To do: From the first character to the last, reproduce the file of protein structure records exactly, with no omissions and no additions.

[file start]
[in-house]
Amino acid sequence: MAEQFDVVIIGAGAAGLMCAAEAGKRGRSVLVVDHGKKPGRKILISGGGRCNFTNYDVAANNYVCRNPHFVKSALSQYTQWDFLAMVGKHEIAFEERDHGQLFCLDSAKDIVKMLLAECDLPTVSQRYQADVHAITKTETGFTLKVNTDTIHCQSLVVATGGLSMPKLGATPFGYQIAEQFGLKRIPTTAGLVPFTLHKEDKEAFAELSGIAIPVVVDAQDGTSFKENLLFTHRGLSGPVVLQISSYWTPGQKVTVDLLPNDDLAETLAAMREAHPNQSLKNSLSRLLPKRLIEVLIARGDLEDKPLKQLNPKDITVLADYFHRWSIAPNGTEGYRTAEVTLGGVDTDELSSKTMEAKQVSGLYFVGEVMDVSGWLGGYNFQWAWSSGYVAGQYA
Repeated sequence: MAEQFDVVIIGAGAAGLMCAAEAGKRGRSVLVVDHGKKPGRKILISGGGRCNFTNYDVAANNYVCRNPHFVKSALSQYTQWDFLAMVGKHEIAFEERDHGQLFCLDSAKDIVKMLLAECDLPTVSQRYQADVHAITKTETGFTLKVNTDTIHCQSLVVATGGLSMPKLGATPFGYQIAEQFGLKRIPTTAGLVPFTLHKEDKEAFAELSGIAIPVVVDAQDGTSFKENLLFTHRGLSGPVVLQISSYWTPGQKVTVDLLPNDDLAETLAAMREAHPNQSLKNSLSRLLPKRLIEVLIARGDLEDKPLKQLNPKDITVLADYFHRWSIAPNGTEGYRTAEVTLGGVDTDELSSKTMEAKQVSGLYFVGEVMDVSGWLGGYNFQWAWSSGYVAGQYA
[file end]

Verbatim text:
[in-house]
Amino acid sequence: MAEQFDVVIIGAGAAGLMCAAEAGKRGRSVLVVDHGKKPGRKILISGGGRCNFTNYDVAANNYVCRNPHFVKSALSQYTQWDFLAMVGKHEIAFEERDHGQLFCLDSAKDIVKMLLAECDLPTVSQRYQADVHAITKTETGFTLKVNTDTIHCQSLVVATGGLSMPKLGATPFGYQIAEQFGLKRIPTTAGLVPFTLHKEDKEAFAELSGIAIPVVVDAQDGTSFKENLLFTHRGLSGPVVLQISSYWTPGQKVTVDLLPNDDLAETLAAMREAHPNQSLKNSLSRLLPKRLIEVLIARGDLEDKPLKQLNPKDITVLADYFHRWSIAPNGTEGYRTAEVTLGGVDTDELSSKTMEAKQVSGLYFVGEVMDVSGWLGGYNFQWAWSSGYVAGQYA
Repeated sequence: MAEQFDVVIIGAGAAGLMCAAEAGKRGRSVLVVDHGKKPGRKILISGGGRCNFTNYDVAANNYVCRNPHFVKSALSQYTQWDFLAMVGKHEIAFEERDHGQLFCLDSAKDIVKMLLAECDLPTVSQRYQADVHAITKTETGFTLKVNTDTIHCQSLVVATGGLSMPKLGATPFGYQIAEQFGLKRIPTTAGLVPFTLHKEDKEAFAELSGIAIPVVVDAQDGTSFKENLLFTHRGLSGPVVLQISSYWTPGQKVTVDLLPNDDLAETLAAMREAHPNQSLKNSLSRLLPKRLIEVLIARGDLEDKPLKQLNPKDITVLADYFHRWSIAPNGTEGYRTAEVTLGGVDTDELSSKTMEAKQVSGLYFVGEVMDVSGWLGGYNFQWAWSSGYVAGQYA